The Colosseum is the most famous monument of the city, if you think about Rome you think about the Colosseum and everywhere it is known as the Colosseum … but actually this is not the right name!
Pretend to be an ancient Roman, walking in the crowded noisy streets of Rome and asking someone “Sorry, where is the Colosseum?” … No one could respond you. People would look at you like: WHAT? Because in Romans time this monument was known as the Flavian Amphitheater, or simply … THE amphitheater. Flavian because it was built in the 1st century A.D. by the emperors of the Flavian dynasty: Vespasian (69-79), the father, and the two sons Titus (79-81) and Domitian (81-96). Amphitheatre comes from the Greek preposition “amphi”, that means double (like amphibious or amphora), because is like two theatres back to back.
The True Story
So why we call it “Colosseum”? It’s really a nice story…
All starts in 64 A.D.: the Colosseum had yet to be built, Nero was the emperor and a huge fire destroyed the most part of the city, specially the area around the amphitheater itself (fires were quite frequent in ancient Rome).
After the fire, on the ruins of burned houses, Nero decided to build his own giant brand new villa in the centre of Rome: the Domus Aurea, or Golden House… a little bit megalomaniac project, but that’s Nero!
This villa was spread in a huge area and where now is the Colesseum valley was a beautiful garden with trees, plants, pavilions and finally…where now stands the Colosseum … a lake, the Stagnum Neronis or Nero’s lake.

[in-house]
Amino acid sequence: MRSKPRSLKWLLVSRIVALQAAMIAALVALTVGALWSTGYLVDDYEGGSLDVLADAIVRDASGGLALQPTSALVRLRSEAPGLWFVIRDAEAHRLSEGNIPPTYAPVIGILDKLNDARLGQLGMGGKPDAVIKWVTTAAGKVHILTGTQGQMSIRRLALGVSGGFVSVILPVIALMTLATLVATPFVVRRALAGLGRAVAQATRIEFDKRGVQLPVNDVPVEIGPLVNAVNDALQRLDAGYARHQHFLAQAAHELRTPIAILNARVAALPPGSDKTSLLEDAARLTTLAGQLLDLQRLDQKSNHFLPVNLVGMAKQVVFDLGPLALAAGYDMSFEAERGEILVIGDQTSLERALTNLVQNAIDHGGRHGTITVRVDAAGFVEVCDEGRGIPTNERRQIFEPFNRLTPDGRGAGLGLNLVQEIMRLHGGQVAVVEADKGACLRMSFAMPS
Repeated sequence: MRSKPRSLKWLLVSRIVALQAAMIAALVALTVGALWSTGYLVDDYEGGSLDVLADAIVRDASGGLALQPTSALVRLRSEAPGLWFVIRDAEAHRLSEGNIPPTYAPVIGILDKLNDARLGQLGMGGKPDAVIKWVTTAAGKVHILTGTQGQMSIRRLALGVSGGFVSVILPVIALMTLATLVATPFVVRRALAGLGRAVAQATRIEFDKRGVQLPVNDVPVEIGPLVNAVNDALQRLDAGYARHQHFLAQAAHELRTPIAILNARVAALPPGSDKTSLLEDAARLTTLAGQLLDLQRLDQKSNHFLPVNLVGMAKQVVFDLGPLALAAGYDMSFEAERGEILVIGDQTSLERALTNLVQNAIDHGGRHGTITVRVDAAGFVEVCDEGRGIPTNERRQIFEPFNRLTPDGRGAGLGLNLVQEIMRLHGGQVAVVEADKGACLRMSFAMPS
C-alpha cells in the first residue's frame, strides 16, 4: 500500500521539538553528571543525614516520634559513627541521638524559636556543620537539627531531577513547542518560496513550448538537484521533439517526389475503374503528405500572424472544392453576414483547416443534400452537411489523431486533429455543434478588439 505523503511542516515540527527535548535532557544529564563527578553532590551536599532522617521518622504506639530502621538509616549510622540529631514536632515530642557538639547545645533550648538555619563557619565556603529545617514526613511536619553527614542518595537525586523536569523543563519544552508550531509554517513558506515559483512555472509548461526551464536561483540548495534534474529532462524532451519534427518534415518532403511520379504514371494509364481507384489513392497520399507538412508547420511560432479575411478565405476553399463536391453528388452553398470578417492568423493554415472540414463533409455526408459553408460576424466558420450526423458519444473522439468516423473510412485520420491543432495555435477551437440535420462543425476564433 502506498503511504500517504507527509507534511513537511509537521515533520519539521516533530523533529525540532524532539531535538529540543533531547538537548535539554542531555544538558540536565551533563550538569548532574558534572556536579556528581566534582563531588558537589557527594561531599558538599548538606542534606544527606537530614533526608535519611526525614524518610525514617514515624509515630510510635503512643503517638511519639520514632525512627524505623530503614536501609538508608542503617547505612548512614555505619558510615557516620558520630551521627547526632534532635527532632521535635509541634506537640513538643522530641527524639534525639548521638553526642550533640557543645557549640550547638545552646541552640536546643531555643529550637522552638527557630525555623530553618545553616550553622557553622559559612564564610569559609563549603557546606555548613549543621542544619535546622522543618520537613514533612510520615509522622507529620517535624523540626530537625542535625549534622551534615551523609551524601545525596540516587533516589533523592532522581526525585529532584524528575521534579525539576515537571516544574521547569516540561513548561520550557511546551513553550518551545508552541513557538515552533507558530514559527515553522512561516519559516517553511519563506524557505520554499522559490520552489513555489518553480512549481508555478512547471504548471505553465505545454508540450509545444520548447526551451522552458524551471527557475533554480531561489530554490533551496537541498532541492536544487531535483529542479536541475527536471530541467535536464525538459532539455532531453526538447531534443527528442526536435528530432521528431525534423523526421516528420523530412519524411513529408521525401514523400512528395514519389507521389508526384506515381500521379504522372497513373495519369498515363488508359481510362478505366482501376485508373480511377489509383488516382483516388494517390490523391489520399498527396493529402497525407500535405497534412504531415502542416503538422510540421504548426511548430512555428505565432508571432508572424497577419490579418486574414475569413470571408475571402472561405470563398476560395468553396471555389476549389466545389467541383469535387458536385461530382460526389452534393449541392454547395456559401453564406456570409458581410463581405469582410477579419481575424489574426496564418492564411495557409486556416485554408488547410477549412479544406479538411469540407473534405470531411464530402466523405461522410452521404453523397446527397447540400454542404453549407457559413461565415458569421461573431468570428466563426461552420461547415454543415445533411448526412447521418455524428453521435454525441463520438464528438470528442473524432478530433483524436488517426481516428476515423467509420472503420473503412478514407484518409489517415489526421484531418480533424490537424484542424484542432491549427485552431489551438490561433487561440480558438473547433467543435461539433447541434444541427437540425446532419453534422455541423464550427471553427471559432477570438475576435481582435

The entrance of this villa was opened on the Roman Forum and it was decorated with a huge golden bronze statue of Nero: it was 35 meters high (or 100 feet for Americans), the largest bronze statue in the ancient world. To have an idea is more or less like the third floor of the Colosseum! So, really, really tall.
You can understand that people were not so happy about this villa so, after Nero’s death, the new emperor, Vespasian to please them decided to give back that part of the city to the people, building something for them…and what better than a Colosseum?!
So he just dried the lake and used the basin for the foundations of the amphitheater. The most part of the Domus Aurea was abandoned but the giant statue was left in the same place, simply erasing Nero’s face and putting the God Sun’s one… I guess also because of the weight!
In fact when more or less fifty years later another emperor, Hadrian, decided to built the biggest temple in Rome, the Temple of Venus and Rome, in the same place of the statue, he had to move it and needed a cart pulled by 25 elephants!
The statue was actually only moved few meters, nearest to the Colosseum: on the north-west side of the Colosseum is now a flowerbed made in tufa blocks that is a reconstruction of the original base of the statue; the original one was destroyed by Mussolini in 1936. It’s not a big distance, but the statue was so heavy and big that elephants were needed. This statue began to be called “Colossus”, because it was colossal, obviously.
During the Middle Ages (since the 11th century), when the amphitheater was abandoned and no one could remember its true name and what it was for, the people began to call it Colosseum, simply because it was close to the Colossus. Unfortunately the statue is now lost because, later on in the Middle Ages, it was melted down to reuse the bronze. But we still use the name, Colosseum … And that’s why we call it so.
Love at first sight
The best “first sight” of the Colosseum is from the Fagutal: when you exit the subway try to resist and not to look outside; don’t exit from the main door but take the staircase on the right. You’ll reach the top of the Fagutal hill and you’ll have the best first sight ever!